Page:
UC Santa Barbara’s Dennis Clegg, James Thompson, and Tom Soh participated on a panel at a Town Hall at UC Santa Barbara in July. The event, which was open to the community, helped raise awareness and answer questions about stems cells and the research being done at UCSB.
Another UCSB researcher, Tod Kippin in the Department of Psychology, is focusing on stem cells in the brain. Until fairly recently, the adult brain was
disease kills off brain cells, the number of stem cells in the brains of the affected mice actually increases. He’s now working on ways of helping the brain repair itself and overcome the devastation of Huntington’s disease.
“It’s not enough if a patient loses brain cells to put stem cells in their brain. You need to be able to tell them to become nerve cells,” says Rothman.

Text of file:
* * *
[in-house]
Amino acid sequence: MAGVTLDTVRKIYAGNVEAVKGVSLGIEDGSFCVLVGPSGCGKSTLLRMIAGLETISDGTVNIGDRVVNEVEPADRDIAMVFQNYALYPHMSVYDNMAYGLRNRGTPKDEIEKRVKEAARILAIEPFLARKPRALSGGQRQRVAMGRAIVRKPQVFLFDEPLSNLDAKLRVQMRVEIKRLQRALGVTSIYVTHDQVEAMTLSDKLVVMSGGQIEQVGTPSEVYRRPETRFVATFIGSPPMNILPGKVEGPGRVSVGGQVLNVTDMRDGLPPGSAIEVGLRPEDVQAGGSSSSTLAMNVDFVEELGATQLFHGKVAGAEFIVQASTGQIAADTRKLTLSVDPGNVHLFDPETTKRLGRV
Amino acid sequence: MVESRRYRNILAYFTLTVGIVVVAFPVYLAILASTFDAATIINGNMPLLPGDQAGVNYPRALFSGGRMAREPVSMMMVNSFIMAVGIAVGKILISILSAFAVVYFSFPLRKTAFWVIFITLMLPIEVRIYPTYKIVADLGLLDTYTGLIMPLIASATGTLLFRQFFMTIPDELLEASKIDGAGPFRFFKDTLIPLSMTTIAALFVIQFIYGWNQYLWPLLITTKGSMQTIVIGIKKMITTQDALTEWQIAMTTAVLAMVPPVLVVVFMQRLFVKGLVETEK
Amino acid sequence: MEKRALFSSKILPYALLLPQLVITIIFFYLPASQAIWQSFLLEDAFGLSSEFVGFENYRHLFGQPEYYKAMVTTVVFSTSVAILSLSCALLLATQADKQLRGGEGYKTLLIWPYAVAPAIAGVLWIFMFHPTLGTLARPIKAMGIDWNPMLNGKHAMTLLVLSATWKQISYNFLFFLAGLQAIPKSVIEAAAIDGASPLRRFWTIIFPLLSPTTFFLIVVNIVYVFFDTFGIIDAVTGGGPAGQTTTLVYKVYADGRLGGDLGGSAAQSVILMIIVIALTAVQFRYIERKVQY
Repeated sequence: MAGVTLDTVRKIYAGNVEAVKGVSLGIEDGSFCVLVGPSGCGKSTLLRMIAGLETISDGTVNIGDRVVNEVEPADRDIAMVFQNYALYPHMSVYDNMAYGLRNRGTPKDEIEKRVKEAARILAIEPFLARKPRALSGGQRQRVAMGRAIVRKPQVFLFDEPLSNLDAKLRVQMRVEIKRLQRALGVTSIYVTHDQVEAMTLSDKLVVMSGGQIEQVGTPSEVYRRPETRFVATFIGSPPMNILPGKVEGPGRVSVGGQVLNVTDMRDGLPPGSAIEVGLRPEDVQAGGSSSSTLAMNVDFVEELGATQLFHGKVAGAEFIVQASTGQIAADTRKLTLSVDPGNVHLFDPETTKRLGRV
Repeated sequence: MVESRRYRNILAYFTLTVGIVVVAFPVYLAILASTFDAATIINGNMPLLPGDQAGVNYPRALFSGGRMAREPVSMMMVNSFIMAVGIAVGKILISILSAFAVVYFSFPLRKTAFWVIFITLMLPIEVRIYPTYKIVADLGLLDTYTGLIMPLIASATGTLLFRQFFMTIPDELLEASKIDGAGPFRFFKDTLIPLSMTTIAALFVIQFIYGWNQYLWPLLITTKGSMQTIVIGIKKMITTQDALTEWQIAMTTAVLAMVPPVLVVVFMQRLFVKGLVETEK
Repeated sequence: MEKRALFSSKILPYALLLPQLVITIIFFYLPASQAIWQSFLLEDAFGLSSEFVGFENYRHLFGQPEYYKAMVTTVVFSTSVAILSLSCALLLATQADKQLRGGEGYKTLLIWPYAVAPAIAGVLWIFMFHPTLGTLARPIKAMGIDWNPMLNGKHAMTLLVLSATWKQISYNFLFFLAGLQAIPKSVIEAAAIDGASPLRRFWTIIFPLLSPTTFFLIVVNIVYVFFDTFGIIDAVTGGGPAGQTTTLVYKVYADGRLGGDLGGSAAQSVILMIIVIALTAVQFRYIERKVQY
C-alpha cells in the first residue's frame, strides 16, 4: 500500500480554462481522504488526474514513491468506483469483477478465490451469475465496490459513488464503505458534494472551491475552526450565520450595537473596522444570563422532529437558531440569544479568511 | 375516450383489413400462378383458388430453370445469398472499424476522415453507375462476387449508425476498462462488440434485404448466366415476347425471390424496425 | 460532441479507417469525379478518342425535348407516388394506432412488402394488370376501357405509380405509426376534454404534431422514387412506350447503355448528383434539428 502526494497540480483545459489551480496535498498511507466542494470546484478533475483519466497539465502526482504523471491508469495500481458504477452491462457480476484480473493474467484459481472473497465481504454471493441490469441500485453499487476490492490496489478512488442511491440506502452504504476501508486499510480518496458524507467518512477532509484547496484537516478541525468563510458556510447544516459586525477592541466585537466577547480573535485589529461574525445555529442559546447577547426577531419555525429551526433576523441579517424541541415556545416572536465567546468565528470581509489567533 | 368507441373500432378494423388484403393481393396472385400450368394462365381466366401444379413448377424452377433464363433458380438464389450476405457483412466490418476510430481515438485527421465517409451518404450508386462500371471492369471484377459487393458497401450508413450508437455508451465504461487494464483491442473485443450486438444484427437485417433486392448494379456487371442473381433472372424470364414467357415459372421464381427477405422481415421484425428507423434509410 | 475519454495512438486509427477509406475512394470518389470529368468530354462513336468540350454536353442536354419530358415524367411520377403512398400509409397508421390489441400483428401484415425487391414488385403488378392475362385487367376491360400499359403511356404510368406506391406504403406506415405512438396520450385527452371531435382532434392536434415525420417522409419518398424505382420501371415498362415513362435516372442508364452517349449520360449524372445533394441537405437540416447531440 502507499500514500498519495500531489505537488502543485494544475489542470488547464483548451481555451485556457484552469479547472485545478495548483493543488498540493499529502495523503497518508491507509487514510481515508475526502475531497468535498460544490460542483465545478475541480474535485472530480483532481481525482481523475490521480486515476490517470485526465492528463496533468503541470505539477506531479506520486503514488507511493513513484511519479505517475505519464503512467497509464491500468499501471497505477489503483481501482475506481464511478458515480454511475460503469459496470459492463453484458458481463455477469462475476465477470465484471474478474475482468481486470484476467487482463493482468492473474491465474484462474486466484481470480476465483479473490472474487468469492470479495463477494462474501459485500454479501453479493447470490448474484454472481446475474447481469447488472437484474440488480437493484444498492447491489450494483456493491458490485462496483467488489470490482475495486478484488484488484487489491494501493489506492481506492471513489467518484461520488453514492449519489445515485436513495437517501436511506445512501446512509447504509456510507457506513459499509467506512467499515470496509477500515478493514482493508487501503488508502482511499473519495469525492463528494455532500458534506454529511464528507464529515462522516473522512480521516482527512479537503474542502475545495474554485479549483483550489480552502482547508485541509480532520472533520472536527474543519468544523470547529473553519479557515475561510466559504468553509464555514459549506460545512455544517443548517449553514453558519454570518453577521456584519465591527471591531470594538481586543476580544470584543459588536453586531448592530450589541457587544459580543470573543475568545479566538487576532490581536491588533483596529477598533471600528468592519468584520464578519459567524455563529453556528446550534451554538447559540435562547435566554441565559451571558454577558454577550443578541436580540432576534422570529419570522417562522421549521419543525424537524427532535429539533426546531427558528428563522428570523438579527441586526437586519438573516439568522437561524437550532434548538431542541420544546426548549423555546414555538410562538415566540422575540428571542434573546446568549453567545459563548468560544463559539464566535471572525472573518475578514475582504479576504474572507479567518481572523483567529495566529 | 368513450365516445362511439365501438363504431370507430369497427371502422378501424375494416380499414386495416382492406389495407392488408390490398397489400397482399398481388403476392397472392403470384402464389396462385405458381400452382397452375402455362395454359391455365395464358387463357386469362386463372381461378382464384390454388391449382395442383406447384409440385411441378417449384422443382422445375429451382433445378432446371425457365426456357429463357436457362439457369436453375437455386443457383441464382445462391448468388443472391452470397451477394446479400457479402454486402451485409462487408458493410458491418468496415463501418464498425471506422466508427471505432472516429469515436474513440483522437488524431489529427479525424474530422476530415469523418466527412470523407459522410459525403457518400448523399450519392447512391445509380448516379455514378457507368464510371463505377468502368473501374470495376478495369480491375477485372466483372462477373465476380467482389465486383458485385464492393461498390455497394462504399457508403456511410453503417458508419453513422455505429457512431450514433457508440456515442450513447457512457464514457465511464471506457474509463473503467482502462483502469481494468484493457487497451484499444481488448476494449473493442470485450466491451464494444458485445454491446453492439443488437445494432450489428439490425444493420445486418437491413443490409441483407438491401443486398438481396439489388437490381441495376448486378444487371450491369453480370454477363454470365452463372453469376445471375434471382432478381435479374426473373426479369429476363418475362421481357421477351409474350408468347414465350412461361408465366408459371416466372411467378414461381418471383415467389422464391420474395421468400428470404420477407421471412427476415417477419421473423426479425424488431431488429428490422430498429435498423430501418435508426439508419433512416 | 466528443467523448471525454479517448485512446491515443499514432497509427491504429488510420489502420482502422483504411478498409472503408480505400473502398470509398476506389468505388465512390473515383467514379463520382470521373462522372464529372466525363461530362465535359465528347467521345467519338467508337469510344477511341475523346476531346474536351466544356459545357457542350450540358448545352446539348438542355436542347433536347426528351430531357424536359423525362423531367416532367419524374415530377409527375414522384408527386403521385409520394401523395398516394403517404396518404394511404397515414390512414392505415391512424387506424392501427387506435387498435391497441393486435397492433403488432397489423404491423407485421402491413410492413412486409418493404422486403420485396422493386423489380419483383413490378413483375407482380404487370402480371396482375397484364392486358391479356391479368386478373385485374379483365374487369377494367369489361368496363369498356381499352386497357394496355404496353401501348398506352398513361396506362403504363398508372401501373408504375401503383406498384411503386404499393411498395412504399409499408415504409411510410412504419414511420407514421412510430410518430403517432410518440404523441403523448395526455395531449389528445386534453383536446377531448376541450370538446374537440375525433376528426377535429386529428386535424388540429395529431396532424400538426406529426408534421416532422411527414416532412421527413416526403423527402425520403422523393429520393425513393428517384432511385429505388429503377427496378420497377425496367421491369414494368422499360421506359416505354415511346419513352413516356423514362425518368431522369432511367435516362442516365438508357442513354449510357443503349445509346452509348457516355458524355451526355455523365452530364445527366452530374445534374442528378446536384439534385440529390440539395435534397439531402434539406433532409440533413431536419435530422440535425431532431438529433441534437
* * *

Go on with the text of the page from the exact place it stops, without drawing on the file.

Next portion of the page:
Stem Cell Biology
Bioengineering and Biotechnology
Stem cells have an amazing and potentially very useful ability to develop into specialized cells, but scientists don’t know exactly how they do it; how they can keep dividing indefinitely and how they can produce muscle, liver, skin, or nearly any other type of tissue in the human body.
If stem cells are to become a routine treatment for disease and injury, there have to be efficient, effective and safe ways of growing and handling them, and making sure they get to the places in the body where they’re needed. The science of producing stem cells “is really in its infancy,” Clegg says, and “we don’t understand all the factors that are significant.”
“We still don’t know what makes a human embryonic stem cell a human embryonic stem cell,” Clegg says. “It’s an amazingly powerful cell, but we still don’t understand how it works.”